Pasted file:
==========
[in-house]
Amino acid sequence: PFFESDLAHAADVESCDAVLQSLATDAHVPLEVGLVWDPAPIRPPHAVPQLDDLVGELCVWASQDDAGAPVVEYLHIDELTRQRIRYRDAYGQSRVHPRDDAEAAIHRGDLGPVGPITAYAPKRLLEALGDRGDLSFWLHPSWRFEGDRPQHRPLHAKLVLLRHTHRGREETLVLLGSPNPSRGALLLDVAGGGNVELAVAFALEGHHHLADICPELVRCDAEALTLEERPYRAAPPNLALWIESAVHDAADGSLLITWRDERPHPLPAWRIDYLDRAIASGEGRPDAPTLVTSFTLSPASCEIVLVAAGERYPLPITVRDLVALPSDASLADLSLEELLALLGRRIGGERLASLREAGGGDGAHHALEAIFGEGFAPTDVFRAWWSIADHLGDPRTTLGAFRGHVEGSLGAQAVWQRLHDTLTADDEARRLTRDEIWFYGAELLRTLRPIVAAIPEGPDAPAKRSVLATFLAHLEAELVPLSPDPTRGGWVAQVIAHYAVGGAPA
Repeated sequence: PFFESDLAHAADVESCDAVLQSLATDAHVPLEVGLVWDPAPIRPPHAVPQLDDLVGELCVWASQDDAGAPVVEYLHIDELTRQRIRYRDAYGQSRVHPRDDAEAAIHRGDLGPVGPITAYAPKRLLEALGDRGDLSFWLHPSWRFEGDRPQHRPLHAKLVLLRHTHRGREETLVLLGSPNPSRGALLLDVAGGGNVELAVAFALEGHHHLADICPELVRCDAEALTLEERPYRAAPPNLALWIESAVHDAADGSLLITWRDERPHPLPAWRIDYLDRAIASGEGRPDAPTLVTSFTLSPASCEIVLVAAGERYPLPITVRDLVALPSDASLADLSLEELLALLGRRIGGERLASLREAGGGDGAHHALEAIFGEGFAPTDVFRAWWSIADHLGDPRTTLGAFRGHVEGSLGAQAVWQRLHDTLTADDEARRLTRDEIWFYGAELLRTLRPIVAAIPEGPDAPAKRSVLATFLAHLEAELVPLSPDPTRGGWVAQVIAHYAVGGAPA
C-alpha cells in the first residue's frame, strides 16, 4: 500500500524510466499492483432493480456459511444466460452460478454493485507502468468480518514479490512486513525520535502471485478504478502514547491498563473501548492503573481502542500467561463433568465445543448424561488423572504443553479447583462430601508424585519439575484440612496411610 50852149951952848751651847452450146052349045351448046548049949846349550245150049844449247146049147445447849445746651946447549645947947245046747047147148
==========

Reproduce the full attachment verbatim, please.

[in-house]
Amino acid sequence: PFFESDLAHAADVESCDAVLQSLATDAHVPLEVGLVWDPAPIRPPHAVPQLDDLVGELCVWASQDDAGAPVVEYLHIDELTRQRIRYRDAYGQSRVHPRDDAEAAIHRGDLGPVGPITAYAPKRLLEALGDRGDLSFWLHPSWRFEGDRPQHRPLHAKLVLLRHTHRGREETLVLLGSPNPSRGALLLDVAGGGNVELAVAFALEGHHHLADICPELVRCDAEALTLEERPYRAAPPNLALWIESAVHDAADGSLLITWRDERPHPLPAWRIDYLDRAIASGEGRPDAPTLVTSFTLSPASCEIVLVAAGERYPLPITVRDLVALPSDASLADLSLEELLALLGRRIGGERLASLREAGGGDGAHHALEAIFGEGFAPTDVFRAWWSIADHLGDPRTTLGAFRGHVEGSLGAQAVWQRLHDTLTADDEARRLTRDEIWFYGAELLRTLRPIVAAIPEGPDAPAKRSVLATFLAHLEAELVPLSPDPTRGGWVAQVIAHYAVGGAPA
Repeated sequence: PFFESDLAHAADVESCDAVLQSLATDAHVPLEVGLVWDPAPIRPPHAVPQLDDLVGELCVWASQDDAGAPVVEYLHIDELTRQRIRYRDAYGQSRVHPRDDAEAAIHRGDLGPVGPITAYAPKRLLEALGDRGDLSFWLHPSWRFEGDRPQHRPLHAKLVLLRHTHRGREETLVLLGSPNPSRGALLLDVAGGGNVELAVAFALEGHHHLADICPELVRCDAEALTLEERPYRAAPPNLALWIESAVHDAADGSLLITWRDERPHPLPAWRIDYLDRAIASGEGRPDAPTLVTSFTLSPASCEIVLVAAGERYPLPITVRDLVALPSDASLADLSLEELLALLGRRIGGERLASLREAGGGDGAHHALEAIFGEGFAPTDVFRAWWSIADHLGDPRTTLGAFRGHVEGSLGAQAVWQRLHDTLTADDEARRLTRDEIWFYGAELLRTLRPIVAAIPEGPDAPAKRSVLATFLAHLEAELVPLSPDPTRGGWVAQVIAHYAVGGAPA
C-alpha cells in the first residue's frame, strides 16, 4: 500500500524510466499492483432493480456459511444466460452460478454493485507502468468480518514479490512486513525520535502471485478504478502514547491498563473501548492503573481502542500467561463433568465445543448424561488423572504443553479447583462430601508424585519439575484440612496411610 50852149951952848751651847452450146052349045351448046548049949846349550245150049844449247146049147445447849445746651946447549645947947245046747047147148